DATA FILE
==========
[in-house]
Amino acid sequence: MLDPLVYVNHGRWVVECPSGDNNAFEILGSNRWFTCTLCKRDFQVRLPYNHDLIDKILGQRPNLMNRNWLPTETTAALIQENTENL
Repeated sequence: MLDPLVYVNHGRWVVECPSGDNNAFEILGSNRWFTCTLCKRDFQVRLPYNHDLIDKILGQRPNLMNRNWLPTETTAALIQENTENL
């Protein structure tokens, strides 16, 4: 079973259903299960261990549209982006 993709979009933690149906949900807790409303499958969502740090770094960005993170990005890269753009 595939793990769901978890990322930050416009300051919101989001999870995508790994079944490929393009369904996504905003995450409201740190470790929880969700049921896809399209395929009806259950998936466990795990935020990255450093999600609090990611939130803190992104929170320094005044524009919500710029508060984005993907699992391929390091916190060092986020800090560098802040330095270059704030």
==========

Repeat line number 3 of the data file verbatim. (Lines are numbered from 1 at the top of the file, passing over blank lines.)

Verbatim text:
Repeated sequence: MLDPLVYVNHGRWVVECPSGDNNAFEILGSNRWFTCTLCKRDFQVRLPYNHDLIDKILGQRPNLMNRNWLPTETTAALIQENTENL